JEROME: I’ve always wanted to do my very own Space Opera with Giant Robots, unsurprisingly drawing a lot of influence from anime. Not sure when that’s gonna happen after PACIFIC RIM.
But I guess I could always make the giant robots stick figures… regular-sized stick figures.
ALFREDO: There’s this one guy at the soup kitchen – we call him “Happy Feet” – because he’s always dancing and singing as he comes through the line: usually eighties pop or old school hip hop – “Jam on it, jam on it…” He always tells us he’s not on drugs, has a house in the Oakland hills and a prosperous Subaru dealership. Then, after eating three or four meals, he pedals away on his beaten up old ten speed. I’m still working up the courage to ask him if I could tag along with a camera to see what 24 hours in the life of Happy Feet is like. That’s my pet documentary.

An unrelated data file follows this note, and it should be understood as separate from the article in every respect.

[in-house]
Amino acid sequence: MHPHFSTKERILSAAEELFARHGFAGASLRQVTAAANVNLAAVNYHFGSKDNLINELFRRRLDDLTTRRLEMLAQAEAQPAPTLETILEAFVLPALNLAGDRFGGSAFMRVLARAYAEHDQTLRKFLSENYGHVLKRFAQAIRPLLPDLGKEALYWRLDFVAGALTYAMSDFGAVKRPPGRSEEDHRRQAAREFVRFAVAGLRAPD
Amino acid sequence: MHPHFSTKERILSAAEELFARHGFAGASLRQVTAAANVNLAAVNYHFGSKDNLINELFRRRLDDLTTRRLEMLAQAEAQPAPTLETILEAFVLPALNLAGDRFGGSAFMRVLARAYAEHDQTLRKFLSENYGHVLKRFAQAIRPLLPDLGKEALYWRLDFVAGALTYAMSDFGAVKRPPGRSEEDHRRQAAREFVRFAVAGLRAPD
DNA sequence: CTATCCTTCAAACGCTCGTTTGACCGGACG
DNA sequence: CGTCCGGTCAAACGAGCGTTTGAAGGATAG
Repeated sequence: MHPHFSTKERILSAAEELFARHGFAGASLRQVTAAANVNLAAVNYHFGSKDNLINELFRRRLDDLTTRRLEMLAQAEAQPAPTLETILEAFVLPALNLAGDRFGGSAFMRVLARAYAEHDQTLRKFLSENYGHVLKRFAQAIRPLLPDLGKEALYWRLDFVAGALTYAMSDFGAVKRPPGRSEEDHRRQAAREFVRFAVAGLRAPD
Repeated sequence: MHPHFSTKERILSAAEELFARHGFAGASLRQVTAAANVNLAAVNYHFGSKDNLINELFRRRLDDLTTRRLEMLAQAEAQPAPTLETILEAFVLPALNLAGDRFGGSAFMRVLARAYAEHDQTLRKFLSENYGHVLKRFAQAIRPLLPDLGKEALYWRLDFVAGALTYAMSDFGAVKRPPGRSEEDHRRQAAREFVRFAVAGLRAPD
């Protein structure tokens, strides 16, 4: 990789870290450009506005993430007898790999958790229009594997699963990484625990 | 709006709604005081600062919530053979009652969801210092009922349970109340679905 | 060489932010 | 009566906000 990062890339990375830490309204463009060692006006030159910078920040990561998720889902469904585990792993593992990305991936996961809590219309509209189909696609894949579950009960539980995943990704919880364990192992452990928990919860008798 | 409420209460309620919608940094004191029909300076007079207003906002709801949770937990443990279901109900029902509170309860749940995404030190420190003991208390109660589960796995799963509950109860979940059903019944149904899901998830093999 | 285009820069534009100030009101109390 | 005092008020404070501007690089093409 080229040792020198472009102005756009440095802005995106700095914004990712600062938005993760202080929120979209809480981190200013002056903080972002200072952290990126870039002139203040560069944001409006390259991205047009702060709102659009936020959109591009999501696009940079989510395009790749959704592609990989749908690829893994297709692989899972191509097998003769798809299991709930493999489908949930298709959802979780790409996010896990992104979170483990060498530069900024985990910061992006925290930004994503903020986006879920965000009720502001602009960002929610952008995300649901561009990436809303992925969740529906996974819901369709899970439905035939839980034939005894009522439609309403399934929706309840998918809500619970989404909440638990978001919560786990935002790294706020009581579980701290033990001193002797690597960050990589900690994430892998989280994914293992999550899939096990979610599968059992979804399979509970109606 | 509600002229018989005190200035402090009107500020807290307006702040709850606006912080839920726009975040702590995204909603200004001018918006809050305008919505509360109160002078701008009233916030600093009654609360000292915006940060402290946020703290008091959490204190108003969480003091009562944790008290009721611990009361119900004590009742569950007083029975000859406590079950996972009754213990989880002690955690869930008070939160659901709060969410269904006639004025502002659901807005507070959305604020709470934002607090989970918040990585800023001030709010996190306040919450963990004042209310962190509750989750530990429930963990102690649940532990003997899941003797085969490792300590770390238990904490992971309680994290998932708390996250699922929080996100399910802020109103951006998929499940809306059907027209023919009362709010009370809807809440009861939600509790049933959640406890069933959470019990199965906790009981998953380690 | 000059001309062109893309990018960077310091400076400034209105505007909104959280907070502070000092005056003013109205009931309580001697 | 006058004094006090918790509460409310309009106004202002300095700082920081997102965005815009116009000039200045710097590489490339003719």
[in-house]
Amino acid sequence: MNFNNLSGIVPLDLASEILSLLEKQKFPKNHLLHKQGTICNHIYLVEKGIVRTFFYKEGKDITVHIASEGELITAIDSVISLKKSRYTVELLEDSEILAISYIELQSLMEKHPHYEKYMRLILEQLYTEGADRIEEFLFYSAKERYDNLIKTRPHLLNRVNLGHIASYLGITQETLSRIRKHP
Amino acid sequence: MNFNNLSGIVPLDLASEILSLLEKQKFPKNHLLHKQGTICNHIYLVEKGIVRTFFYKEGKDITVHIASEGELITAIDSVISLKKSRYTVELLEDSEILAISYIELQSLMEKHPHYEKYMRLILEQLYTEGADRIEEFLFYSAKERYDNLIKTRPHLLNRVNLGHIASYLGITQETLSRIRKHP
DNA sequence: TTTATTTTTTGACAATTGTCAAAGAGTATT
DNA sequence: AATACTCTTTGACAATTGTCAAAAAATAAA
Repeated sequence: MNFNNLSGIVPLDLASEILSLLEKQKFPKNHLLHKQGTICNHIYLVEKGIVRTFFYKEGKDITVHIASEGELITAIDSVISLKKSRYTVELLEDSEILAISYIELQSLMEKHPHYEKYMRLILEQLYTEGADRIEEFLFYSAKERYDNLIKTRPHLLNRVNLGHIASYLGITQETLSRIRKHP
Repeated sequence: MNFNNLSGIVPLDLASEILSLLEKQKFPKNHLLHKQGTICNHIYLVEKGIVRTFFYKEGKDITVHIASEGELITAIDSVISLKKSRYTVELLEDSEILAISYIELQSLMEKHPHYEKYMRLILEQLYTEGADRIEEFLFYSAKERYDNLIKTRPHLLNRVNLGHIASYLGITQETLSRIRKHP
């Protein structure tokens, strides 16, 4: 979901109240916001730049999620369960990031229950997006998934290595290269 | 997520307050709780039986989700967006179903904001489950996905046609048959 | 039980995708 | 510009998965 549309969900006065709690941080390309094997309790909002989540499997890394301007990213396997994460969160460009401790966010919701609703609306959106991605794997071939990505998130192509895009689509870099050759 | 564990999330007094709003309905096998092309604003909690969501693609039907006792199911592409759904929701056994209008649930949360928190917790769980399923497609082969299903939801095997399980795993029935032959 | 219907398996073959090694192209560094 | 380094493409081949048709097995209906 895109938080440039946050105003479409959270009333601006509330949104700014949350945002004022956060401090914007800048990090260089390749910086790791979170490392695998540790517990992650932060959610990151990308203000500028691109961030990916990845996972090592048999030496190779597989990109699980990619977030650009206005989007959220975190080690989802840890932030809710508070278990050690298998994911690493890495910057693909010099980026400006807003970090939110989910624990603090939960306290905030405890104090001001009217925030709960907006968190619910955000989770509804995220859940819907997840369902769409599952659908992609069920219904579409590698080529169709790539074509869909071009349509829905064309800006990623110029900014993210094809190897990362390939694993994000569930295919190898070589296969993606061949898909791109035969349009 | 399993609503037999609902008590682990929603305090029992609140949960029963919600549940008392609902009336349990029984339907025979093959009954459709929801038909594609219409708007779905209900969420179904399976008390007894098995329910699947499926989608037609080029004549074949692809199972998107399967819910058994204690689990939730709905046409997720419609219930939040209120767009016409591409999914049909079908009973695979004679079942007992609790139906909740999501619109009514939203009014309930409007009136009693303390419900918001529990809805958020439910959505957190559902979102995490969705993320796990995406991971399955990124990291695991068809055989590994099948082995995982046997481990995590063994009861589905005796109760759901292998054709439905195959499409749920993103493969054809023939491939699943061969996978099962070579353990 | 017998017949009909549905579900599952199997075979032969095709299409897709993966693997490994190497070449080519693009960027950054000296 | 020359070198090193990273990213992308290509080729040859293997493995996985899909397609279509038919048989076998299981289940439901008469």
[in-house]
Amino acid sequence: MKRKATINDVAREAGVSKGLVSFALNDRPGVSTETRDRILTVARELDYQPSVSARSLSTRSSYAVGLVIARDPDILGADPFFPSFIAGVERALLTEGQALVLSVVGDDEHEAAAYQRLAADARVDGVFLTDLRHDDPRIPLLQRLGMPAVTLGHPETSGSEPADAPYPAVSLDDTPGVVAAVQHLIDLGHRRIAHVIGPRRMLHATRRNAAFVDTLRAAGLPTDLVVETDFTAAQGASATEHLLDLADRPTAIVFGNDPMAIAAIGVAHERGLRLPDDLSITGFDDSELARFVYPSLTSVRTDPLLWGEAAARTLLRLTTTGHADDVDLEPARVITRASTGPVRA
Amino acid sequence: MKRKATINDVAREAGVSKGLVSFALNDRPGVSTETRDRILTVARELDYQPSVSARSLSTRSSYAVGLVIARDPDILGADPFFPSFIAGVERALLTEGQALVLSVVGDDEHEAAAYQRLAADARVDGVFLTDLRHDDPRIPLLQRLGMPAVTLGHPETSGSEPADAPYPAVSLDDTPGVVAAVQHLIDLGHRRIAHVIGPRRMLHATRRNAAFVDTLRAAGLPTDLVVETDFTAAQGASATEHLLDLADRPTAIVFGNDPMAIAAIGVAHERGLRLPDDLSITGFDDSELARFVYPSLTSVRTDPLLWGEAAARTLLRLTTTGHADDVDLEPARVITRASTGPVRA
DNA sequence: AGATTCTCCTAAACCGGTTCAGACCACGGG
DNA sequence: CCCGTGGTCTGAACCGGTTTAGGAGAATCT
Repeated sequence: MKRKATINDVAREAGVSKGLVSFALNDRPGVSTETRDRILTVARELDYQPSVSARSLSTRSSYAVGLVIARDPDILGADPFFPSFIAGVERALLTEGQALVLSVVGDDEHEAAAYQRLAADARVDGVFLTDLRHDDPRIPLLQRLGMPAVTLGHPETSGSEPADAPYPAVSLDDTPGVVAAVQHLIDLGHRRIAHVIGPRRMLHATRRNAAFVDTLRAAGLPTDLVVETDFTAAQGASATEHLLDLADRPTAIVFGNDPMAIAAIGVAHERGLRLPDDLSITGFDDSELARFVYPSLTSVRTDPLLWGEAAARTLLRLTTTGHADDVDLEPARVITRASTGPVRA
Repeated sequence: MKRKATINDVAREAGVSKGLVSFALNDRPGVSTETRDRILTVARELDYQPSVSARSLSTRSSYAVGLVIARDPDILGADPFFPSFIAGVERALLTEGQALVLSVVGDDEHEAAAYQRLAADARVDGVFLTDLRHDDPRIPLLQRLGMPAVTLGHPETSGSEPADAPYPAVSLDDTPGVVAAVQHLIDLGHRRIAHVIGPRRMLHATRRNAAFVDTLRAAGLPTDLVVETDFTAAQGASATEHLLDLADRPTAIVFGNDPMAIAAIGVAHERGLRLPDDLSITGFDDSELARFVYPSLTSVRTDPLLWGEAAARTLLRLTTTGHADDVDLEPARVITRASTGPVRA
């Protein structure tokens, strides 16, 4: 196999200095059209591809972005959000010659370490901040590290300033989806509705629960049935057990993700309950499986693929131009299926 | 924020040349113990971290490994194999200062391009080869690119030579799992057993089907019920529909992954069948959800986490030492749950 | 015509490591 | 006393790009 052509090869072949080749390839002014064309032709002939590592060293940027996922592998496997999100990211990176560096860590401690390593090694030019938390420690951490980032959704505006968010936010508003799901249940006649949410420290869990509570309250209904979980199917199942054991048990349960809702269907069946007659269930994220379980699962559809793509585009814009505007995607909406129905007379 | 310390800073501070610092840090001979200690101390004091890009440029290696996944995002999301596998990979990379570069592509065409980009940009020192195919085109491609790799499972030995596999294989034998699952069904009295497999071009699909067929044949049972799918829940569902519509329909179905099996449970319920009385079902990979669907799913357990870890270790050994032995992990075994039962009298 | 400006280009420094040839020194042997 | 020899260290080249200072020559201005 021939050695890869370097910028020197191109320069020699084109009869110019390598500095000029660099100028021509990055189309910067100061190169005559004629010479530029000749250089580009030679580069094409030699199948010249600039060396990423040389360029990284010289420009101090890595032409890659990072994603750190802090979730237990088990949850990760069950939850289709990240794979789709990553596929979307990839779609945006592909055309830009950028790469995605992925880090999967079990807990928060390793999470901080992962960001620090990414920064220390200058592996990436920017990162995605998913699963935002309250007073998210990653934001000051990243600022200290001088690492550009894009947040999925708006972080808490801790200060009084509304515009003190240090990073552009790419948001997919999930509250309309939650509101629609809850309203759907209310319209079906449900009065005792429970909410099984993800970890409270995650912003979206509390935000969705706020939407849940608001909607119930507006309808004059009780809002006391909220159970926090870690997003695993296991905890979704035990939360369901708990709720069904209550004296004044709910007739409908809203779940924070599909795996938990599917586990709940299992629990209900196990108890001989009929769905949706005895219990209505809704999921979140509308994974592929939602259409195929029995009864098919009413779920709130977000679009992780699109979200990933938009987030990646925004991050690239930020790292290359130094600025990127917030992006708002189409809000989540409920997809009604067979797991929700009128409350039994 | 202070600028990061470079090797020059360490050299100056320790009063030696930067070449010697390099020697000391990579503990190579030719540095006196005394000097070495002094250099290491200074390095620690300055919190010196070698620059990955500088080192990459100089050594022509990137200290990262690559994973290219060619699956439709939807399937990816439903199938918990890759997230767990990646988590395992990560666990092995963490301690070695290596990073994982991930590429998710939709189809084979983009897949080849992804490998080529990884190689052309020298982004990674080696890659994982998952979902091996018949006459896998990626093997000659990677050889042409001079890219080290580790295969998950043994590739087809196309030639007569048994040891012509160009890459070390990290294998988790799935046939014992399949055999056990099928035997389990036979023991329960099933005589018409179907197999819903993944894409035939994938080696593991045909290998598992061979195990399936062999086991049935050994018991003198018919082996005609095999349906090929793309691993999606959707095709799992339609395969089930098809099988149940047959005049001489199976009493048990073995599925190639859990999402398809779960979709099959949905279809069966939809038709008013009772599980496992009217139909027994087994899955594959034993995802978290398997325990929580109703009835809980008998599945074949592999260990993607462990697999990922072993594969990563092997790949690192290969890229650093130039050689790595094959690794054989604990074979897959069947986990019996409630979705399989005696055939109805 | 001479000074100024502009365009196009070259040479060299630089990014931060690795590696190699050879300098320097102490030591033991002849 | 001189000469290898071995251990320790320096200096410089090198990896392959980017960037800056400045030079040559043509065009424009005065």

ROGER: Wow, David, that sounds like an awesome pet project. Just your description above was a huge history lesson for me. I always thought the Opium Wars was a shameful thing for Asia, not it’s heroic liberation.
As for pet projects – I’ve always wanted to be a part of a travel-based, exploration show. But now that I have kids, the reality of being totally away from home at least 6+ months per year makes the likelihood of such a path rather unlikely. Unless, of course, I can partner up with Disney and do a family-based travel show that requires my entire family of 5 to be a part of it. Ohhh…now that would be cool! I’m making some phone calls right now…